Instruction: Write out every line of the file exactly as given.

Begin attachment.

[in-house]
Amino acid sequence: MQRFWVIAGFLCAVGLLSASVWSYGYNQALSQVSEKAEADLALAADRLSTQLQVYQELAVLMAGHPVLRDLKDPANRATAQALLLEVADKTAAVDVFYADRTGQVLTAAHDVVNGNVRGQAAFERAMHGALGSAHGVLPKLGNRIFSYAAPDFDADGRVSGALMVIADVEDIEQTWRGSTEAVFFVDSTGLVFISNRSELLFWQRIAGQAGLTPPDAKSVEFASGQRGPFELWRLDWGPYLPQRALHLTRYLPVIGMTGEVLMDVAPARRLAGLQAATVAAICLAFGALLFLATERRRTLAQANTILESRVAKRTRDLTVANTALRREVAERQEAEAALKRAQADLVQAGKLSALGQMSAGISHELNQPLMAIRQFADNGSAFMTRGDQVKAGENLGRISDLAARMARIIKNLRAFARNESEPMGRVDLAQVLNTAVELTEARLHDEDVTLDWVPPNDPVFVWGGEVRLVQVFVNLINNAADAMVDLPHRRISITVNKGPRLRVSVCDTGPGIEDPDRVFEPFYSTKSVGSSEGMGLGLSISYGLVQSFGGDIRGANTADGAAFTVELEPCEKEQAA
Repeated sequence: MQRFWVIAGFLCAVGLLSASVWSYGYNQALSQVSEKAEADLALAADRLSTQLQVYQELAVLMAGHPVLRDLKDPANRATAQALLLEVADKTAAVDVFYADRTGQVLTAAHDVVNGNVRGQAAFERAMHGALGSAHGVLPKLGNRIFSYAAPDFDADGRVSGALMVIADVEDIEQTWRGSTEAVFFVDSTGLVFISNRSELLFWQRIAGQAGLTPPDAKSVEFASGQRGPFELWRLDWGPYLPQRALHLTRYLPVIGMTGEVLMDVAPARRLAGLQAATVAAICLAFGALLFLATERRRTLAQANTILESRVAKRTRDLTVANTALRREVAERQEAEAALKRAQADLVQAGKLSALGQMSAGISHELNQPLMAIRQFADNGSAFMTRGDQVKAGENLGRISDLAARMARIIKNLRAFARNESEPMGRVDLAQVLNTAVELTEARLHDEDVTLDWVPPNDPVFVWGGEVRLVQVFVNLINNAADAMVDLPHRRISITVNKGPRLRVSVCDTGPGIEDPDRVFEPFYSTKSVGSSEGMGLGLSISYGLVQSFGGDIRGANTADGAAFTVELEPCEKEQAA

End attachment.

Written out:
[in-house]
Amino acid sequence: MQRFWVIAGFLCAVGLLSASVWSYGYNQALSQVSEKAEADLALAADRLSTQLQVYQELAVLMAGHPVLRDLKDPANRATAQALLLEVADKTAAVDVFYADRTGQVLTAAHDVVNGNVRGQAAFERAMHGALGSAHGVLPKLGNRIFSYAAPDFDADGRVSGALMVIADVEDIEQTWRGSTEAVFFVDSTGLVFISNRSELLFWQRIAGQAGLTPPDAKSVEFASGQRGPFELWRLDWGPYLPQRALHLTRYLPVIGMTGEVLMDVAPARRLAGLQAATVAAICLAFGALLFLATERRRTLAQANTILESRVAKRTRDLTVANTALRREVAERQEAEAALKRAQADLVQAGKLSALGQMSAGISHELNQPLMAIRQFADNGSAFMTRGDQVKAGENLGRISDLAARMARIIKNLRAFARNESEPMGRVDLAQVLNTAVELTEARLHDEDVTLDWVPPNDPVFVWGGEVRLVQVFVNLINNAADAMVDLPHRRISITVNKGPRLRVSVCDTGPGIEDPDRVFEPFYSTKSVGSSEGMGLGLSISYGLVQSFGGDIRGANTADGAAFTVELEPCEKEQAA
Repeated sequence: MQRFWVIAGFLCAVGLLSASVWSYGYNQALSQVSEKAEADLALAADRLSTQLQVYQELAVLMAGHPVLRDLKDPANRATAQALLLEVADKTAAVDVFYADRTGQVLTAAHDVVNGNVRGQAAFERAMHGALGSAHGVLPKLGNRIFSYAAPDFDADGRVSGALMVIADVEDIEQTWRGSTEAVFFVDSTGLVFISNRSELLFWQRIAGQAGLTPPDAKSVEFASGQRGPFELWRLDWGPYLPQRALHLTRYLPVIGMTGEVLMDVAPARRLAGLQAATVAAICLAFGALLFLATERRRTLAQANTILESRVAKRTRDLTVANTALRREVAERQEAEAALKRAQADLVQAGKLSALGQMSAGISHELNQPLMAIRQFADNGSAFMTRGDQVKAGENLGRISDLAARMARIIKNLRAFARNESEPMGRVDLAQVLNTAVELTEARLHDEDVTLDWVPPNDPVFVWGGEVRLVQVFVNLINNAADAMVDLPHRRISITVNKGPRLRVSVCDTGPGIEDPDRVFEPFYSTKSVGSSEGMGLGLSISYGLVQSFGGDIRGANTADGAAFTVELEPCEKEQAA